LEADER
People of America! For too long you have allowed your corrupt masters to define your existence for you! The freedom they offer is a lie! Time and again you elect corporate stooges who do nothing but give you the illusion of control! It is time reject this false democracy and force the people to retake their own destiny!

The Leader raises his pistol to the President’s head.

LEADER (CONT’D)
Sic semper tyrannus!

CUT TO the CAMERAMAN, standing stepping out from behind the camera.

CAMERAMAN
Whoa whoa, stop!

LEADER (exasperated)
What?

CAMERAMAN
Sic semper tyrannus? Are you kidding?

LEADER
What’s wrong with it?

CAMERAMAN
Well nothing, if we’re the Cliché Liberation Front.

CUT TO the SOUNDGUY, holding a boom mic, a confused look playing across his face.

SOUNDGUY
Wait, I thought we were the American Revolution Leauge.

LEADER
Don’t be an idiot, Darryl.

CAMERAMAN
No names! We agreed no names around the hostage!

LEADER
Oh come on, it doesn’t even matter anymore! We’re about to kill him- hell, he’d already be dead if you hadn’t-

A window BREAKS. A flash grenade lands CLATTERING at their feet. The faint sound of CLOMPING BOOTS is heard lining up next to the door.

CAMERAMAN
Aw shit.

The flash grenade EXPLODES…

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Dilemma!

December 22, 2007
I’ve finally started to write in my book again, but I’ve come up against a sticky problem. A lot of the prose seems dead and pointless, like I’m just going through the motions, and normally I’d be fine with that because this is a first draft after all. But I’m concerned that if I keep writing bland pages, I’ll either get frustrated and give up, or I will come to accept bland pages as acceptable even during the edit process because I can’t see any way to spice them up.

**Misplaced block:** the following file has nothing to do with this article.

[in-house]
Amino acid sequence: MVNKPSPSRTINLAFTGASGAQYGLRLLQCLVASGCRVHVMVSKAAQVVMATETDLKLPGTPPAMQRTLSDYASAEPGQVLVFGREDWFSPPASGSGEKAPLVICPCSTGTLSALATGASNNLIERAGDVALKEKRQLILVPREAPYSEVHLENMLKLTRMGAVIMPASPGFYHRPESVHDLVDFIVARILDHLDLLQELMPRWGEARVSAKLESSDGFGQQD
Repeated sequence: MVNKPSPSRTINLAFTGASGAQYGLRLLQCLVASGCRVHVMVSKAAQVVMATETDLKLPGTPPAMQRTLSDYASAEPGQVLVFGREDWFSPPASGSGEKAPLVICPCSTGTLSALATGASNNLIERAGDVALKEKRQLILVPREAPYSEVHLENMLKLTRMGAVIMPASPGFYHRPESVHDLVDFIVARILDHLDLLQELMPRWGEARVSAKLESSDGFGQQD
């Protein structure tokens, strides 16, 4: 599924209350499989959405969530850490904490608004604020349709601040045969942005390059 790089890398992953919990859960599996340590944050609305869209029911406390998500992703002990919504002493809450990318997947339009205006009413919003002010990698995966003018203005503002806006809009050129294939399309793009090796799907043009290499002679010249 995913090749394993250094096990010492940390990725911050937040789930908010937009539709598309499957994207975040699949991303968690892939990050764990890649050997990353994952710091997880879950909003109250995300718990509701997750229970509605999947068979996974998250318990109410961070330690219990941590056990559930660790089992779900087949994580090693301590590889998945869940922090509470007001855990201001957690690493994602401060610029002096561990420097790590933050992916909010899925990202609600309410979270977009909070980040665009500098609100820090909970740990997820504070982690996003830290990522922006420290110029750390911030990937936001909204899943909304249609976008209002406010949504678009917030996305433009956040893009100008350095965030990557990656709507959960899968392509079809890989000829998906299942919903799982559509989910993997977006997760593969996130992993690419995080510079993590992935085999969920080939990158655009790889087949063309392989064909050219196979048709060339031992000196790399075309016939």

So I’m considering rewriting what I’ve got so far with the present-tense, to see if that helps things. The present tense is nice because it naturally lends itself to active sentences, and if used well can be very fun to read.

The problem is that I was already planning to use the present tense as a way to distinguish a dream sequence that will be coming up in a few chapters. I thought it would be nice to use it as a way to cue the reader in to the fact that the events of that scene take place outside of the regular timeline in a dream. But if the whole book is written in present tense, then I lose that. I suppose I could just make the dream sequence past-tense, but I don’t think the contrast would work as well that way.

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Word of the Day

November 27, 2007

apodyopsis
n. the act of imagining a person naked